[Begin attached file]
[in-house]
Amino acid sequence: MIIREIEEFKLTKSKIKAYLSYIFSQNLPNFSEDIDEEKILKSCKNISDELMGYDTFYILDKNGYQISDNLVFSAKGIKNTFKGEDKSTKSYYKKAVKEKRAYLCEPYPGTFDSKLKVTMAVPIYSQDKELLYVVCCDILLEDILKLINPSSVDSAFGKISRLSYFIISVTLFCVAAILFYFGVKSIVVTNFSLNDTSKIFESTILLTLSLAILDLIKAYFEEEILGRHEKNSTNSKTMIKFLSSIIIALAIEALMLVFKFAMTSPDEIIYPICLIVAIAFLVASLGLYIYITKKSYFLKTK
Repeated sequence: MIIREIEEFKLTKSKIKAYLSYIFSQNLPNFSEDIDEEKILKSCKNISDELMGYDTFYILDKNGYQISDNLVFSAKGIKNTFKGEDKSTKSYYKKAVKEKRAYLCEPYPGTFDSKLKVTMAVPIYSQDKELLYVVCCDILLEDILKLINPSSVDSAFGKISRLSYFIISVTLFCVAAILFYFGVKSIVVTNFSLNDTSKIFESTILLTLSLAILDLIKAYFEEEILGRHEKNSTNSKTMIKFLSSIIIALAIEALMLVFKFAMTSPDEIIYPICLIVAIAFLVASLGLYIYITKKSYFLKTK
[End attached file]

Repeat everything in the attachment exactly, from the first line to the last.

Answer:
[in-house]
Amino acid sequence: MIIREIEEFKLTKSKIKAYLSYIFSQNLPNFSEDIDEEKILKSCKNISDELMGYDTFYILDKNGYQISDNLVFSAKGIKNTFKGEDKSTKSYYKKAVKEKRAYLCEPYPGTFDSKLKVTMAVPIYSQDKELLYVVCCDILLEDILKLINPSSVDSAFGKISRLSYFIISVTLFCVAAILFYFGVKSIVVTNFSLNDTSKIFESTILLTLSLAILDLIKAYFEEEILGRHEKNSTNSKTMIKFLSSIIIALAIEALMLVFKFAMTSPDEIIYPICLIVAIAFLVASLGLYIYITKKSYFLKTK
Repeated sequence: MIIREIEEFKLTKSKIKAYLSYIFSQNLPNFSEDIDEEKILKSCKNISDELMGYDTFYILDKNGYQISDNLVFSAKGIKNTFKGEDKSTKSYYKKAVKEKRAYLCEPYPGTFDSKLKVTMAVPIYSQDKELLYVVCCDILLEDILKLINPSSVDSAFGKISRLSYFIISVTLFCVAAILFYFGVKSIVVTNFSLNDTSKIFESTILLTLSLAILDLIKAYFEEEILGRHEKNSTNSKTMIKFLSSIIIALAIEALMLVFKFAMTSPDEIIYPICLIVAIAFLVASLGLYIYITKKSYFLKTK